What is Wolfram Alpha?

In the hyped-up days of Twitter and Facebook, we are all looking for 'the next big thing'. If that next big thing is being described as a Google killer, then people sit up and listen. Wolfram Alpha has been thus described, although the long-awaited public release shows that it is no such thing.

Wolfram Alpha, like Google, is a search engine. You type a search into its search box and it attempts to find relevant material for you. That is pretty much where the similarity ends; Google lists its results as excerpts from a plethora of web sites, whereas WolframAlpha lists a bunch of facts and figures based on data it has previously collected and analysed.

WolframAlpha Is a computational search engine. Ask it to calculate something, and it will do so.
WolframAlpha Isn't able to answer 'why' or 'how', or even tell you where you can find the answer.
WolframAlpha Is precise. If it can answer your query, it will do so precisely; if it cannot answer it, you get told 'Wolfram|Alpha isn't sure what to do with your input'. There appears to be little middle ground.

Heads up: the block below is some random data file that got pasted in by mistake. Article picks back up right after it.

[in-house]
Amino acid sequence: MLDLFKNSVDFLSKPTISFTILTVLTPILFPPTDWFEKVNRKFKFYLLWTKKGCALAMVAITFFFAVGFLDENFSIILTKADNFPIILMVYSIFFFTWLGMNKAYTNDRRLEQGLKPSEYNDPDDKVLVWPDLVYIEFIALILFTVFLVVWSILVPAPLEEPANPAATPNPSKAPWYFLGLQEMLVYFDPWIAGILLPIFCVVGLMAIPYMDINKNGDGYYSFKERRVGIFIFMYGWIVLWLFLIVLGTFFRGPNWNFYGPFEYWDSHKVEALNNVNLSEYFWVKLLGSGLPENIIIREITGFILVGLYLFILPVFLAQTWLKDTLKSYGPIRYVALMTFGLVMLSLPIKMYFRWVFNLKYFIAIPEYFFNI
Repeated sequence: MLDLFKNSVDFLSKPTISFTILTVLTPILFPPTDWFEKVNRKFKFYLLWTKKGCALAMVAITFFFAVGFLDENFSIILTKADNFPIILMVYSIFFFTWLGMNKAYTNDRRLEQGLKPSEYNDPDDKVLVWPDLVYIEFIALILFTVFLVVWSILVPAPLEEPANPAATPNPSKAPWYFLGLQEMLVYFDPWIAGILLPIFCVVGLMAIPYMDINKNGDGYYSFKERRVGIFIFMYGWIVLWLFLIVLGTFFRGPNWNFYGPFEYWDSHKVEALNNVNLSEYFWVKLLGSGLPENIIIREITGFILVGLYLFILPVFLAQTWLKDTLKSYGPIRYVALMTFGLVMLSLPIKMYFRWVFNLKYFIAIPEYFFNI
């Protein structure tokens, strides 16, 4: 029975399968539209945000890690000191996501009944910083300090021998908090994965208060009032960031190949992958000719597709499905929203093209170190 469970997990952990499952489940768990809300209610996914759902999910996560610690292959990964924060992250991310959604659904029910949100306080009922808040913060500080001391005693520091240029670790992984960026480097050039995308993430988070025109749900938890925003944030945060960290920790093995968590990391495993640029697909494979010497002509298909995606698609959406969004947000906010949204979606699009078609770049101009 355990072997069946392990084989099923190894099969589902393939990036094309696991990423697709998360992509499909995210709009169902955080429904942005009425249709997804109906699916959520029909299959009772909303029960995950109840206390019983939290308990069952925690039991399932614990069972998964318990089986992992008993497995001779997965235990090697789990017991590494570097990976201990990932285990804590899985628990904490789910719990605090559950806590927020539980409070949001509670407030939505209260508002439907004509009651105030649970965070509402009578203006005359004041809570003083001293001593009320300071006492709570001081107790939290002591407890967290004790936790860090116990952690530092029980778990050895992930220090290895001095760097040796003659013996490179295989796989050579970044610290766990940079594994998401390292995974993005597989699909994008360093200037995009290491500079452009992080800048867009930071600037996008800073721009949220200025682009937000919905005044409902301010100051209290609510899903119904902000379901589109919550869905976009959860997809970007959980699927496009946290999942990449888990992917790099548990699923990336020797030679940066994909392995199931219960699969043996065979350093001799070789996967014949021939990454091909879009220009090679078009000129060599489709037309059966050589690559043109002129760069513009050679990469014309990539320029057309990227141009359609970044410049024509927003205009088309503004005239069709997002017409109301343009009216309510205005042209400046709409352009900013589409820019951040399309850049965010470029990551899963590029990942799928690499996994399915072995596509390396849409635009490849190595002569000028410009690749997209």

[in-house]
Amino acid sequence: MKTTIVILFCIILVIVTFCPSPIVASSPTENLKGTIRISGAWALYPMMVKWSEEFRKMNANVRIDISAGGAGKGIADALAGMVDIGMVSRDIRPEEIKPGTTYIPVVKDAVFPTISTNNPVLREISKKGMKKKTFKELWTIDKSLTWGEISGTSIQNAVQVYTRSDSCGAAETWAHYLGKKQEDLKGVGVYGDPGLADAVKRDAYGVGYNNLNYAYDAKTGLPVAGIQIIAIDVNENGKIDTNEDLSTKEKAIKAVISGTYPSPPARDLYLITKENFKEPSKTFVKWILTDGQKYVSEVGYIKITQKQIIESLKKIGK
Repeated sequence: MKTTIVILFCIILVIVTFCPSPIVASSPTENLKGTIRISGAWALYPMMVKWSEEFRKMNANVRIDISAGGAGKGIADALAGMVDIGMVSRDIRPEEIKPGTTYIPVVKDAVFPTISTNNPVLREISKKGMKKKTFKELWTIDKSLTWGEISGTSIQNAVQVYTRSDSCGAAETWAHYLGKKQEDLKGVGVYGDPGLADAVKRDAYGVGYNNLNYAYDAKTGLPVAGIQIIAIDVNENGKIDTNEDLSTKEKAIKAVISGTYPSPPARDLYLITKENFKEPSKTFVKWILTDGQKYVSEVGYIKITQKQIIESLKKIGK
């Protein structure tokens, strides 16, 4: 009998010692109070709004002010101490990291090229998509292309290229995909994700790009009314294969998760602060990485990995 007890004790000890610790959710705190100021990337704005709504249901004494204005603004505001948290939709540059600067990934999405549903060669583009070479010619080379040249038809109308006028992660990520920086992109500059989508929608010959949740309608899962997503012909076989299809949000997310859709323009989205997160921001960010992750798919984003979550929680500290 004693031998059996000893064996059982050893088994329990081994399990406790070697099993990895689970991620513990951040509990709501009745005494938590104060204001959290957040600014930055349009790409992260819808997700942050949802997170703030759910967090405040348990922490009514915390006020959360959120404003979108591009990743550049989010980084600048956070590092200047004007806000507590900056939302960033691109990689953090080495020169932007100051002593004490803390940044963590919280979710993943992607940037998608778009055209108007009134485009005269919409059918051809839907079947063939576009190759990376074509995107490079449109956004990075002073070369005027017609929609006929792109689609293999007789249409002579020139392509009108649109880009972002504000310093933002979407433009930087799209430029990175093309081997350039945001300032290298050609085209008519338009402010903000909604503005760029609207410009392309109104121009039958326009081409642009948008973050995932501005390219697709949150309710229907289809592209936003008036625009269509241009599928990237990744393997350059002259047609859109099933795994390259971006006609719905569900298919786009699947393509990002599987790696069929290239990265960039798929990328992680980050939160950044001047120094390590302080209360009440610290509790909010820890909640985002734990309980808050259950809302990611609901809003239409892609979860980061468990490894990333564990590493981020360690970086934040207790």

WolframAlpha Isn't a Google killer. If anything, it would be a natural accompaniment by extending Google's current efforts to provide raw facts in limited cases.
WolframAlpha Is full of data, and if you realise what sorts of data it holds and how to query it, you may find yourself wasting many hours trying to drill in and see what comparisons are possible.

Two great parts of the interface are mathematical function plotting and geographical mapping. The first is just a really handy tool if you need to experiment with formulae or try to derive some equation. The latter is just a really nice way of displaying statistics across different regions.


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